A. This is not classic pedophilia in many ways, although there’s some of that. A few of the abusers have abused lots and lots of little kids. Almost 50 percent of the offenders that we know about offended only once—or at least we know about only one offense they committed. And the bulk of the offenses are against 10- to 14-year-olds. Most true pedophiles prefer their victims younger than that.
Q. Is a new Church growing out of this mess?So much for sanity. Back to "We Are Church" and "Call to Action." Not a single mention of prayer, ascetical formation, discipline, or virtue. No, lay leadership will solve all. Once the Catholic Church looks like the Episcopal or Presbyterian churches, all will be well.
A. I think we are making good progress. I am very encouraged in a couple of places. There are reformers saying, “We ought to watch bishops more carefully.” An important step in the right direction is serious lay involvement in the Church. The diocesan financial councilors should have been taken more seriously. Nobody in the Vatican has told the U.S. bishops, “We don’t want any more of that National Review Board—get rid of those people.” That’s a good sign.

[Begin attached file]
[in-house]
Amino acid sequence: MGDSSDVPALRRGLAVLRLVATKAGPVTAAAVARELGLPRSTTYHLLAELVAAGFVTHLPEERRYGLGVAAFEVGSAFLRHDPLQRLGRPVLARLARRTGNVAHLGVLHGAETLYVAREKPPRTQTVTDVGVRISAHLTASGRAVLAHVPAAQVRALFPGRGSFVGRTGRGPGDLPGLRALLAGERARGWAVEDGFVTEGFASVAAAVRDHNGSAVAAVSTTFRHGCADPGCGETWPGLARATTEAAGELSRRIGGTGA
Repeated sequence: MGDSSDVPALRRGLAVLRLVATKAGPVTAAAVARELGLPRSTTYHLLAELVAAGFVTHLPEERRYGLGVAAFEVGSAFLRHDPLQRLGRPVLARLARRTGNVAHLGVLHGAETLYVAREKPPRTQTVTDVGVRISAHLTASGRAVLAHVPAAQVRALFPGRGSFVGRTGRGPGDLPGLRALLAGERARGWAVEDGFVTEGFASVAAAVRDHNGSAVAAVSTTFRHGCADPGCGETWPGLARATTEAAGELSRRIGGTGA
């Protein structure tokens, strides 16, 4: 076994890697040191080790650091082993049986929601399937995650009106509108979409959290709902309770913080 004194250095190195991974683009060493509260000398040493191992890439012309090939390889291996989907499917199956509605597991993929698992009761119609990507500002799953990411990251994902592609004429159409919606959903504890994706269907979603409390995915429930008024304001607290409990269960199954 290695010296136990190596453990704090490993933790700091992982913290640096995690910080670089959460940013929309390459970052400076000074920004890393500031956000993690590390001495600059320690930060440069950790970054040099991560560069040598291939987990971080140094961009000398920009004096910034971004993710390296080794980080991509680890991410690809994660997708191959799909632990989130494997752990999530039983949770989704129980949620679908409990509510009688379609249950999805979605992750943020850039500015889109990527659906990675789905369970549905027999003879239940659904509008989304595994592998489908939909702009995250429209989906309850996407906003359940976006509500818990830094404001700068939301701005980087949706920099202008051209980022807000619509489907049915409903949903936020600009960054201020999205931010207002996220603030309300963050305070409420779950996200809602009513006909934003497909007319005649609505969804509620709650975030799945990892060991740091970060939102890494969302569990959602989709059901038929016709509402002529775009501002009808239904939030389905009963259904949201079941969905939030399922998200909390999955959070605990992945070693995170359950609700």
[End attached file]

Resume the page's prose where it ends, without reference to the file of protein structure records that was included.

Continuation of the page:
Transparency in the Church has to be learned as a way of life. That is part of what Teresa [Kettelkamp, the executive director of the bishops’ Secretariat of Child and Youth Protection] meant in her cover letter to this report when she spoke about incorporating the Charter and its articles into the daily fabric of the Church.Transparency, si; incorporating the Charter into my daily fabric, NO! Has the Charter really replaced the Breviary? Cuz if it has, then the Catholic Church is just a figment of Merz's nostalgia. Good for fodder in novels like Angela's Ashes or movies like Exorcist, not worth much else.